Coming down the pipe

One To Watch: Plumbr, Java memory leak detection

Elliot Bentley
plumbr1

A new tool promises to track your leaks down to exact line in the source code, with minimum overhead.

Memory
leaks are a universal problem in every language. So, on the face of
it, Plumbr – which monitors Java
applications for potentially destructive memory leaks – shouldn’t
be so remarkable. Yet CEO Priit Potter claims that his company’s
tool is the first able to identify the exact line number in the
source code causing the issue.

“The problem is, the causes for memory leaks are very
application-specific,” says Potter. “The symptoms are very
universal. You see that the application is getting slower, the
available amount of memory is decreasing, and finally your
application crashes.

“But the cause – the reason for the leak – is very much
application-specific, and that’s why there are no good tools for
it. Because you don’t have any universal checklist.”

Plumbr takes a machine-learning approach, and once installed
“really gets to know your application,” says Potter. “It learns how
application uses memory, how long the objects live in memory, how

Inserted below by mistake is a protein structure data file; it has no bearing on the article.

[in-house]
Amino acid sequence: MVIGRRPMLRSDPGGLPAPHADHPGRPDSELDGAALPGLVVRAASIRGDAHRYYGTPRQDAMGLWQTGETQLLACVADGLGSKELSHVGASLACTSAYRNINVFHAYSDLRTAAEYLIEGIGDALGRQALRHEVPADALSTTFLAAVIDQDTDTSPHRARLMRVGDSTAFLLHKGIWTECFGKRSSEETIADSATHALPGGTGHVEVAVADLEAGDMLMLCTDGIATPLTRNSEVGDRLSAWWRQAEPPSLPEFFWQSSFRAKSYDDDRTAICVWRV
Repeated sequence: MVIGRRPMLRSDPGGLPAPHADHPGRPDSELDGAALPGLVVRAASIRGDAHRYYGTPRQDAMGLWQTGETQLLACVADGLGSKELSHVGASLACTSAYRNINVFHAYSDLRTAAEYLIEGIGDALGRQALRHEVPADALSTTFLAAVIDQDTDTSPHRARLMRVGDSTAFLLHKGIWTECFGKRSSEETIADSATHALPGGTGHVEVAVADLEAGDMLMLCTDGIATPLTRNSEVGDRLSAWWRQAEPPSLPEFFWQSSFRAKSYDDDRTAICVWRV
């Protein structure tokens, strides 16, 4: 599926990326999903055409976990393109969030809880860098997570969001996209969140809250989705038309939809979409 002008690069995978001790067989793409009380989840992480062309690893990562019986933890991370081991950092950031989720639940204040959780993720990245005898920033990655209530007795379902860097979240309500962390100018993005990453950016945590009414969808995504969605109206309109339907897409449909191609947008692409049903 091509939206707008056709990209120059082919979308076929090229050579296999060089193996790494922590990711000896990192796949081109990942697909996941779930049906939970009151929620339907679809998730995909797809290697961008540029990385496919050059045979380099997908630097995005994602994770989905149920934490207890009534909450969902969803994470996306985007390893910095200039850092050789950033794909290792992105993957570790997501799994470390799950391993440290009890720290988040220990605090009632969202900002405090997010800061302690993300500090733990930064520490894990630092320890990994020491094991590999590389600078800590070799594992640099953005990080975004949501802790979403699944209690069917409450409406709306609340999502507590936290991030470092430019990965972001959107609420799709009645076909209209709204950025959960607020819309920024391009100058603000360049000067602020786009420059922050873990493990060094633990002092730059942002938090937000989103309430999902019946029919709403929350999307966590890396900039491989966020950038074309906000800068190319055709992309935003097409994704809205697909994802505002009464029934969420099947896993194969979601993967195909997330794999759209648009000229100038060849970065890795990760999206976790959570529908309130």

they behave in the memory. So then it starts seeing patterns there,
and when Plumbr is confident enough there is a memory leak, then it
announces the leak and tells you which line in the code is the
faulty one.”

The company are so confident in the app’s detective abilities that
they recently announced a new policy: if Plumbr itself fails to
find the source of a leak, the team will find it for you.

Potter says only “two or three” customers have taken Plumbr up on
this offer, and in all cases, Plumbr was detecting the leak
correctly – the customers were simply misreading the results.

“Our conclusion was that we still need to make the report more
understandable,” says Potter.

Still, the team are somewhat modest when discussing the
capabilities of Plumbr. In a
recent blog post
announcing Plumbr 1.2’s reductions in CPU and
memory overhead, they humbly asked: “would you consider a tool with
overhead numbers like this for a production deployment?”

And few companies would be brave enough to include statistics on
their homepage such as “15% of
Plumbr memory leak reports are false alarms” or “your application
uses 23% more CPU with Plumbr” – but this is all part of the
company’s differentiation strategy.

“We are a new name on the market,” says Potter. “So we have to try
to be open, and give more information so that people can make an
informed decision.”

Plumbr licenses start at
$149.99 per year, but you can download a trial version for
free.

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